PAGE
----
Guido’s to no longer offer plastic bags at Pittsfield location
PITTSFIELD -- Guido’s Fresh Marketplace in Pittsfield is following the lead of its Great Barrington store and going green.
On Tuesday, Guido’s will begin phasing out the use of thin-film handled plastic grocery bags for shoppers at its South Street market. Guido’s, which is celebrating its 35th anniversary this year, discontinued the practice at its Great Barrington store last summer.
"We really felt that it was just time to start the movement," said Guido’s co-owner Christopher Masiero. "In Great Barrington, it’s mandatory (due to a town ordinance) but up here there hasn’t been time for Guido’s to start the revolution."
"The green revolution," Masiero said.
In response to a citizens petition, Pittsfield’s Green Commission heard arguments for and against the banning of plastic bags in May, but it is believed that Guido’s is the city’s first market to actually stop using them.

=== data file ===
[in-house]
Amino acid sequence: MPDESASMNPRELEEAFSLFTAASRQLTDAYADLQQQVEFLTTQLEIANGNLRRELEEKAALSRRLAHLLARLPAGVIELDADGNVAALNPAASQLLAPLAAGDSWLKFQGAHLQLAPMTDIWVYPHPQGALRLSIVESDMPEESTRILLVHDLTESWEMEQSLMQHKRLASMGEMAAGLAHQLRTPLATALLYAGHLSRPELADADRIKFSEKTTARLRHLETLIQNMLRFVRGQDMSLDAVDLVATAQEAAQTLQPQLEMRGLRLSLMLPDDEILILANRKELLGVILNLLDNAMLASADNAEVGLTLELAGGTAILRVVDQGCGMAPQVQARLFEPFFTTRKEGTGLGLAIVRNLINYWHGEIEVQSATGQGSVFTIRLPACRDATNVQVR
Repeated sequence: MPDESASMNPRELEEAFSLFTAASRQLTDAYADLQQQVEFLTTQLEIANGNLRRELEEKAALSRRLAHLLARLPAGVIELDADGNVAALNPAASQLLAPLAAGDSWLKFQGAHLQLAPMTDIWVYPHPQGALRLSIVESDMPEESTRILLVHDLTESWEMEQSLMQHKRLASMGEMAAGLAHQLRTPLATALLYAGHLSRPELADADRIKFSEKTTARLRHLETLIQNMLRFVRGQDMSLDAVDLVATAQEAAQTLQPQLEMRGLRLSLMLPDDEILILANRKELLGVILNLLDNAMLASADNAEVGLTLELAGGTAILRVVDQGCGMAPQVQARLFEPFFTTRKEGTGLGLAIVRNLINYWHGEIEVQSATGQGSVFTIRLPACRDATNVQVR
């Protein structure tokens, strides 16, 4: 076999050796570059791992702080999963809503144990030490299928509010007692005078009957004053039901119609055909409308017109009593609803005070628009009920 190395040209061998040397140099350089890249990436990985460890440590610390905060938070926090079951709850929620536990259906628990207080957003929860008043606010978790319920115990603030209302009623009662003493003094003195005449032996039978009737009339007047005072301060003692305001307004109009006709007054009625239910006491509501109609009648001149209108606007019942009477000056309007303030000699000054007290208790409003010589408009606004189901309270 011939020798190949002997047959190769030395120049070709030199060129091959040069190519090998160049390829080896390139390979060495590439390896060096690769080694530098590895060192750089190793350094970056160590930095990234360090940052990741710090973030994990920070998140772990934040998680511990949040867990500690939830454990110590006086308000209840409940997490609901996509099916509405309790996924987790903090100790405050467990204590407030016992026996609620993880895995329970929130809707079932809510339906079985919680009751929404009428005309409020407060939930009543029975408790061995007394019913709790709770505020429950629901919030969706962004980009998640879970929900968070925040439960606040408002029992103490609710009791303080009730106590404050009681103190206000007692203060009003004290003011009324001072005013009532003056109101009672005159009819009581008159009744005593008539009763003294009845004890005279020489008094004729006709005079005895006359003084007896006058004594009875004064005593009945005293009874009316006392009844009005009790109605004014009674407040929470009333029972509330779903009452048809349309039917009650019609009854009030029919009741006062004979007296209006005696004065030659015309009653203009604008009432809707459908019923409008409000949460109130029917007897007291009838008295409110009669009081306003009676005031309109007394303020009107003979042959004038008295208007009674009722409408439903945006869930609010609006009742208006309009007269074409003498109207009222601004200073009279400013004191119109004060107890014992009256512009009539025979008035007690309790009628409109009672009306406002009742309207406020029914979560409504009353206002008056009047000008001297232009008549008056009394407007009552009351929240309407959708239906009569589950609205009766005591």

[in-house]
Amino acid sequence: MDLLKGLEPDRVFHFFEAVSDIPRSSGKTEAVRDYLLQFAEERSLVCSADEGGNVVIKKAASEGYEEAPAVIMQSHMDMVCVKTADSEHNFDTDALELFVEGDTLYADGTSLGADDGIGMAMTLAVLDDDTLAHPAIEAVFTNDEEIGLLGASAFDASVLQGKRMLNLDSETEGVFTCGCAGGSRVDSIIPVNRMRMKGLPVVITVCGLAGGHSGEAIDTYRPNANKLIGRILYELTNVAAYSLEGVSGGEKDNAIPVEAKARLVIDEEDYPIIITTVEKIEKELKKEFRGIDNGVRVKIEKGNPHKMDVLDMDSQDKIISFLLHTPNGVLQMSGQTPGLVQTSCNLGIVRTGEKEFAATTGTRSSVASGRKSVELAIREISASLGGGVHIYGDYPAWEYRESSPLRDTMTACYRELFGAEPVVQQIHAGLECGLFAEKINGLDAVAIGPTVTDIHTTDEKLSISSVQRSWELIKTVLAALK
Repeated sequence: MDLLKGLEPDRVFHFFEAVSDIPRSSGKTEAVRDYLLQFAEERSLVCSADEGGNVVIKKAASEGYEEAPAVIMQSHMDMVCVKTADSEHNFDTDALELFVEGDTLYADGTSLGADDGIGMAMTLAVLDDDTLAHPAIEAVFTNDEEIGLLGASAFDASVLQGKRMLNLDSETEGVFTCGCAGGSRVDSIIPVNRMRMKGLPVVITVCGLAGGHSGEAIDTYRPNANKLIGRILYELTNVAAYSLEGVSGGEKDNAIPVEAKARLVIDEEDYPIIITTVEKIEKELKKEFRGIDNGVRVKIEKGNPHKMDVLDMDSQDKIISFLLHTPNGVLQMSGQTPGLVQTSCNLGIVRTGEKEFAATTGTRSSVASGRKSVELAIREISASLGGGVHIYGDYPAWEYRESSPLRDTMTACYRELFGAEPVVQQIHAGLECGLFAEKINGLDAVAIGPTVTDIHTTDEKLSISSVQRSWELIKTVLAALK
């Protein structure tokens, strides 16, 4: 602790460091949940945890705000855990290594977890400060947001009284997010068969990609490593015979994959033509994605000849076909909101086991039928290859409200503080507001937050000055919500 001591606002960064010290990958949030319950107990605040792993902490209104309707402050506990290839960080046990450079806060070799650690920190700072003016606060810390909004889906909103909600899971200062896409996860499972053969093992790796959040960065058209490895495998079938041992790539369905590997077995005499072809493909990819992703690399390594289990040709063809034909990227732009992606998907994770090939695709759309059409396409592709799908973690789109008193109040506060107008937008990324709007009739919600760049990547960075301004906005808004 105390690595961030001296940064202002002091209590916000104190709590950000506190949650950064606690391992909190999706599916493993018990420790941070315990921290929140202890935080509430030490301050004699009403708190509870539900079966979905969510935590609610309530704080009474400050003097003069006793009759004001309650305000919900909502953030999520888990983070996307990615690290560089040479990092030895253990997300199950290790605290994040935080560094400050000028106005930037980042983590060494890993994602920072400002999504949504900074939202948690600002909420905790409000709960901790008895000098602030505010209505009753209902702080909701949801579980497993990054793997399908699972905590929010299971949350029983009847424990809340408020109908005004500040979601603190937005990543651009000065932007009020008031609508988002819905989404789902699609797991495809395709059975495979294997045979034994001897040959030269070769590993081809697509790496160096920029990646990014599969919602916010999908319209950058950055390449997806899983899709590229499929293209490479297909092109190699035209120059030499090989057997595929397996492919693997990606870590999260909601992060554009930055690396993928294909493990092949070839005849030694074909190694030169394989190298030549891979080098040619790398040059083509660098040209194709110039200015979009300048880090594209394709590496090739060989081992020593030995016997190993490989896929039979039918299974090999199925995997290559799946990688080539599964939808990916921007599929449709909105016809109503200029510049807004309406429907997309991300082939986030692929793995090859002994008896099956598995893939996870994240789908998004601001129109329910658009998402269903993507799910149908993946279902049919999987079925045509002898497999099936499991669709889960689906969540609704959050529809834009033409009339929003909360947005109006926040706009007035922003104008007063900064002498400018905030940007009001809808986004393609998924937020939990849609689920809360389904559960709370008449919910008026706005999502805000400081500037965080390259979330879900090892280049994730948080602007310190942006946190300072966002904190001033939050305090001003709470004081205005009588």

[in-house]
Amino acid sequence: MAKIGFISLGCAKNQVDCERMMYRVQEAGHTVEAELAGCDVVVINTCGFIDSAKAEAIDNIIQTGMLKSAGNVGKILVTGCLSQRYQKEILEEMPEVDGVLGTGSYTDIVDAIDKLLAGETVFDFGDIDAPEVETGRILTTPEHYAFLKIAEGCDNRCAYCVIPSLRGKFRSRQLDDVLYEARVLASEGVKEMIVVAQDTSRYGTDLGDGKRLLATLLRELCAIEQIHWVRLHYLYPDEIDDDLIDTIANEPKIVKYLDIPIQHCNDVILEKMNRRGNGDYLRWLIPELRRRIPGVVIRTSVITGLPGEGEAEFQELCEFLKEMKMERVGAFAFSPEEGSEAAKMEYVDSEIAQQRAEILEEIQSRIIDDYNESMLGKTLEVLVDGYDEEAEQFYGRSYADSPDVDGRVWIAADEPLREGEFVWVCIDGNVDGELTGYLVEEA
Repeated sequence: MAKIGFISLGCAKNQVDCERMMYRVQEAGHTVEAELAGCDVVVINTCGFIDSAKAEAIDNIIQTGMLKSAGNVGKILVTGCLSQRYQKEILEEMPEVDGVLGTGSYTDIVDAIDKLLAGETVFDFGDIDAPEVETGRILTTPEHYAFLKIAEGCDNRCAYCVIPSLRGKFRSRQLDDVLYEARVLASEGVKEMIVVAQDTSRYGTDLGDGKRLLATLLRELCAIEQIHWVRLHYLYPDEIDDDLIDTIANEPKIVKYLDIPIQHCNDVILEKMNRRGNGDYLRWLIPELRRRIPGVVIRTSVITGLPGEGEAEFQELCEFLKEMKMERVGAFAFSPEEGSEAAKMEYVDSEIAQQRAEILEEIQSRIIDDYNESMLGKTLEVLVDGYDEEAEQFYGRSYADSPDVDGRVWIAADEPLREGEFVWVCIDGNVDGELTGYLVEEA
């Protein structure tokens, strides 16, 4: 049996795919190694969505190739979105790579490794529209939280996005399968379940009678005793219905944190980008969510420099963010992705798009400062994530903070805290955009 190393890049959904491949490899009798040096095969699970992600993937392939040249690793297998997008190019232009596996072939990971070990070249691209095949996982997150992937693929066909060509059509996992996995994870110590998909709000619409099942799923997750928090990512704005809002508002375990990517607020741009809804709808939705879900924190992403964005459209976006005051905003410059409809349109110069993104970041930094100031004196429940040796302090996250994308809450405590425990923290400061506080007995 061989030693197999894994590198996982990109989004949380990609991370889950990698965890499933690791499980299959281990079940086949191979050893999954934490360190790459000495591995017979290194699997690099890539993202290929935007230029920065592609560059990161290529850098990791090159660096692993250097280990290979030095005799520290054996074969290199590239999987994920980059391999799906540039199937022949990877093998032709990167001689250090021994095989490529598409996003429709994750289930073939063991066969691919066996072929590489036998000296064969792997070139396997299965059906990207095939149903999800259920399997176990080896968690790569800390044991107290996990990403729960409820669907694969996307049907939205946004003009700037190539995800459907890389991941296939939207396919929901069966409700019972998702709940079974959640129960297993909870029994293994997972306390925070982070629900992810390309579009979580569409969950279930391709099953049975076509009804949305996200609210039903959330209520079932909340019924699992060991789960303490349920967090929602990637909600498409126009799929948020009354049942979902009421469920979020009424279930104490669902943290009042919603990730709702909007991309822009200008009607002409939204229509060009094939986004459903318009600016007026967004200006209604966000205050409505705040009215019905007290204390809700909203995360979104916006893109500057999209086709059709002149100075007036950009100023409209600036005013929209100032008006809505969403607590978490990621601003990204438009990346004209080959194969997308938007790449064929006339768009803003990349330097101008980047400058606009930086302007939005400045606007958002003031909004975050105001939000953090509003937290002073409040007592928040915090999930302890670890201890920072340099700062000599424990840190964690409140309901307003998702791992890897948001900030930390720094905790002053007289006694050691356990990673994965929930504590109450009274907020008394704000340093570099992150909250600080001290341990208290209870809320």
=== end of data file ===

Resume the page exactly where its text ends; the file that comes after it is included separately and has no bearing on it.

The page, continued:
In place of plastic, shoppers in Pittsfield will be given the option of using their own bags, paper bags or boxes.
"What’s very popular in Great Barrington right now is the re-use of cardboard boxes," Masiero said.
Masiero said the transition from plastic to paper got off to a rough start in Great Barrington because Guido’s implemented the policy long before the town ordinance went into effect March 1.
But he said the transition became easier after people began to understand why Guido’s was doing it.
"Now, we just feel in our Pittsfield store we want to get more environmentally friendly and green about our practices," Masiero said.
"It’s always hard to be the first because there’s going to be a bit of controversy that goes along with it," he added. "But we have a plan in place. It’s being done over a period of time through mutual agreement and working with our customers."
Feedback toward the new policy has been positive so far.
Erica Heinlein, the front end manager for the Pittsfield market, said staffers have done their best to explain the policy to those customers who have expressed concerns.
"We sent out an e-blast in conjunction with a press release, and have been advertising it in the store," she said. "The vast majority, well over 90 percent, have been extraordinarily positive.
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